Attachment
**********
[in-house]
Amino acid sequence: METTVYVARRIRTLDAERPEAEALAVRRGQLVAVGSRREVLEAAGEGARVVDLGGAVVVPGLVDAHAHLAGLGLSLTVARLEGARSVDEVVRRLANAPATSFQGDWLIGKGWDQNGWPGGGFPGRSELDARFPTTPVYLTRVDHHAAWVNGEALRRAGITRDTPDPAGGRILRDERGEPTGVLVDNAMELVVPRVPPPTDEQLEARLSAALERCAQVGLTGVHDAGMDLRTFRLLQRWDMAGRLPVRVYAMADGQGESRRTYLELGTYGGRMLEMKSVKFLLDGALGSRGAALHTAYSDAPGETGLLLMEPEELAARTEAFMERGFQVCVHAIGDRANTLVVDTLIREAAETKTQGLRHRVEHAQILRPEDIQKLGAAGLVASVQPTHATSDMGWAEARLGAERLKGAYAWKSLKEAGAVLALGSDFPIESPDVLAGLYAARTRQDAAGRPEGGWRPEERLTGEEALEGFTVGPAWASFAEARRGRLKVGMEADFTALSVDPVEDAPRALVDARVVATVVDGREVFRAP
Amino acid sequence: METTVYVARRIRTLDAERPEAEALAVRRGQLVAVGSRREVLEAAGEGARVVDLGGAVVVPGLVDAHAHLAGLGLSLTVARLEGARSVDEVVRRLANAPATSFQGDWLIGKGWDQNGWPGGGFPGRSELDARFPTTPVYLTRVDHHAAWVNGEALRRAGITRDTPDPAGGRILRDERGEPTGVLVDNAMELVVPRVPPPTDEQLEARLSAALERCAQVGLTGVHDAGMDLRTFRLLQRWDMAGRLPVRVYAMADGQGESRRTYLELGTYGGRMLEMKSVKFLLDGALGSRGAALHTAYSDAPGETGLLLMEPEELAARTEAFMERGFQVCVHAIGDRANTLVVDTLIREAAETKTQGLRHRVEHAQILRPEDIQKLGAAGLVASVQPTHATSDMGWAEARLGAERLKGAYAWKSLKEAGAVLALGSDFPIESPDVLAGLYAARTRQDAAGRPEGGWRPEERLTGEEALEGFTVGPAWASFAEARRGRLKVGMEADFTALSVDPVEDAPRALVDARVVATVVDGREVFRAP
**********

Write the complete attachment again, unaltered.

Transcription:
[in-house]
Amino acid sequence: METTVYVARRIRTLDAERPEAEALAVRRGQLVAVGSRREVLEAAGEGARVVDLGGAVVVPGLVDAHAHLAGLGLSLTVARLEGARSVDEVVRRLANAPATSFQGDWLIGKGWDQNGWPGGGFPGRSELDARFPTTPVYLTRVDHHAAWVNGEALRRAGITRDTPDPAGGRILRDERGEPTGVLVDNAMELVVPRVPPPTDEQLEARLSAALERCAQVGLTGVHDAGMDLRTFRLLQRWDMAGRLPVRVYAMADGQGESRRTYLELGTYGGRMLEMKSVKFLLDGALGSRGAALHTAYSDAPGETGLLLMEPEELAARTEAFMERGFQVCVHAIGDRANTLVVDTLIREAAETKTQGLRHRVEHAQILRPEDIQKLGAAGLVASVQPTHATSDMGWAEARLGAERLKGAYAWKSLKEAGAVLALGSDFPIESPDVLAGLYAARTRQDAAGRPEGGWRPEERLTGEEALEGFTVGPAWASFAEARRGRLKVGMEADFTALSVDPVEDAPRALVDARVVATVVDGREVFRAP
Amino acid sequence: METTVYVARRIRTLDAERPEAEALAVRRGQLVAVGSRREVLEAAGEGARVVDLGGAVVVPGLVDAHAHLAGLGLSLTVARLEGARSVDEVVRRLANAPATSFQGDWLIGKGWDQNGWPGGGFPGRSELDARFPTTPVYLTRVDHHAAWVNGEALRRAGITRDTPDPAGGRILRDERGEPTGVLVDNAMELVVPRVPPPTDEQLEARLSAALERCAQVGLTGVHDAGMDLRTFRLLQRWDMAGRLPVRVYAMADGQGESRRTYLELGTYGGRMLEMKSVKFLLDGALGSRGAALHTAYSDAPGETGLLLMEPEELAARTEAFMERGFQVCVHAIGDRANTLVVDTLIREAAETKTQGLRHRVEHAQILRPEDIQKLGAAGLVASVQPTHATSDMGWAEARLGAERLKGAYAWKSLKEAGAVLALGSDFPIESPDVLAGLYAARTRQDAAGRPEGGWRPEERLTGEEALEGFTVGPAWASFAEARRGRLKVGMEADFTALSVDPVEDAPRALVDARVVATVVDGREVFRAP